Greenland Ice Sheet
The melting of the Greenland ice sheet is not a simple issue of warmer air temperatures melting the surface ice, which then flows into the ocean. Surface meltwater can flow deep into the glacier through natural pipes known as moulins. These subsurface channels not only transmit water to some outlet, where it flows into the ocean, but may also influence the downslope sliding of the glacier toward the ocean.
To better understand the controls that govern glacier sliding, field work and model studies are being conducted on the Greenland ice sheet. A number of moulins have been instrumented with pressure sensors, glacier velocity will be measured with GPS sensors, and discharge will be monitored through dye tracing. Simulations will be conducted to integrate the observations with a number of simple conduit models in the hope of providing a better and more comprehensive understanding of the processes that govern glacier sliding.
Data will be analyzed, and used to parameterize model experiments, to determine the degree to which: 1) local versus regional inputs of melt water control moulin water levels; and 2) changes in effective pressure that occur along ice flow paths affect local relationships between subglacial water pressure and ice velocity.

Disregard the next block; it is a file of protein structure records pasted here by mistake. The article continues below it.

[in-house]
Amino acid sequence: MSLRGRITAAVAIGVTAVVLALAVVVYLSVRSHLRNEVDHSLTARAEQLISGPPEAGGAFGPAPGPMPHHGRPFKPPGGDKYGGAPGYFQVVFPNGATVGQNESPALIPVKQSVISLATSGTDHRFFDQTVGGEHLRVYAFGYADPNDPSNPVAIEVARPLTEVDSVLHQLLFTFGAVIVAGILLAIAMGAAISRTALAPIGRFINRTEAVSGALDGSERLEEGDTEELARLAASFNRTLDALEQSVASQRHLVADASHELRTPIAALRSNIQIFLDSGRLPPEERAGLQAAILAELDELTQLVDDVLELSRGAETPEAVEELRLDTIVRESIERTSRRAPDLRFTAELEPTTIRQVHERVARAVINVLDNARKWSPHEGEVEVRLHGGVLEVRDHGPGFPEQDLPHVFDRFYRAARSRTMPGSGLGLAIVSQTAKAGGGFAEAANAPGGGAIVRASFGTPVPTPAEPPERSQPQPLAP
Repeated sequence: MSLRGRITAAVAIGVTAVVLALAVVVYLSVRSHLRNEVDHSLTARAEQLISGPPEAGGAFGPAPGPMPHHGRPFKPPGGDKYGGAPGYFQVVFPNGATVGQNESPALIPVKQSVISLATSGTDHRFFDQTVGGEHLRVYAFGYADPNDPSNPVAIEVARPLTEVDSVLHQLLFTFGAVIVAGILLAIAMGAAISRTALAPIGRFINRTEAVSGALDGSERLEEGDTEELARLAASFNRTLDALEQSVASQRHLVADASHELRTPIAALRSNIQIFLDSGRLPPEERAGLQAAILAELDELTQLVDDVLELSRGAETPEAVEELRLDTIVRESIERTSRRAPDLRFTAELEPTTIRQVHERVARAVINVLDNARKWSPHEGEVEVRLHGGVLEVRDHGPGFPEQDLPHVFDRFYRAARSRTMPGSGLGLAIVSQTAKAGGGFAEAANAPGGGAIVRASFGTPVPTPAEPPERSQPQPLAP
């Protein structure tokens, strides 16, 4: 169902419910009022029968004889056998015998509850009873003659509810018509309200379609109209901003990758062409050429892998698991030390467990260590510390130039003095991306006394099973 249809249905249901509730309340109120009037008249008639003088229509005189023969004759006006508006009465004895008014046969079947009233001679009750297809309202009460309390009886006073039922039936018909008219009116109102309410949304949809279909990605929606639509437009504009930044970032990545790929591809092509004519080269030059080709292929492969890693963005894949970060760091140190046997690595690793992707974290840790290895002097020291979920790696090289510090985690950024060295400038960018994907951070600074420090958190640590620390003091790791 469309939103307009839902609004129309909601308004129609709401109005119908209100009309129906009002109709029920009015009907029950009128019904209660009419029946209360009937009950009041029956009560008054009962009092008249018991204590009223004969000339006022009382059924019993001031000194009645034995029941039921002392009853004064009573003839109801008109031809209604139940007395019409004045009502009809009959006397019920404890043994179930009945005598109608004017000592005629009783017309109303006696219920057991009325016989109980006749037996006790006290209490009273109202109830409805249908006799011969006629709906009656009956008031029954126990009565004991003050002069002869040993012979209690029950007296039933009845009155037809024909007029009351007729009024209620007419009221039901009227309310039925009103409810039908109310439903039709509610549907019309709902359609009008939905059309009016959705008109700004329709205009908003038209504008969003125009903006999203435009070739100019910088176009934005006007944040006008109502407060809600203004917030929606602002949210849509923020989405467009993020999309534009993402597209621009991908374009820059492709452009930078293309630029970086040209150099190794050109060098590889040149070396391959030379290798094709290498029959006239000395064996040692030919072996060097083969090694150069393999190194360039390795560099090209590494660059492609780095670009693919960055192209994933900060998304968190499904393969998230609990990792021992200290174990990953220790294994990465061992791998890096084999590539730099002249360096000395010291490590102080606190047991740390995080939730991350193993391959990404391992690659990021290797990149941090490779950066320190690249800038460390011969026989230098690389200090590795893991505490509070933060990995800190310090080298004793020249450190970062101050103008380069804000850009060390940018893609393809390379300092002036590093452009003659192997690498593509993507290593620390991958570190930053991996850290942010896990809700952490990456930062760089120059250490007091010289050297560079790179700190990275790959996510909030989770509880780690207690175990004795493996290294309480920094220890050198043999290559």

Beyond the training of graduate and undergraduate students, the PIs will work with a journalism student at the University of Arkansas to produce a documentary about their field experience. This collaboration provides a unique opportunity to communicate to the general public.
Associated Grants and Awards
Collaborative Research: Understanding GrIS moulin hydrology and links to ice motion, National Science Foundation (2016)
News & Media
Cold Summer in Greenland Studying How Ice Moves, Arkansas Newswire, 10/25/17
A Cold Summer in Greenland Studying How Ice Moves, Research Frontiers, 10/23/17
Funding provided by:
GIS, GNSS and Mapping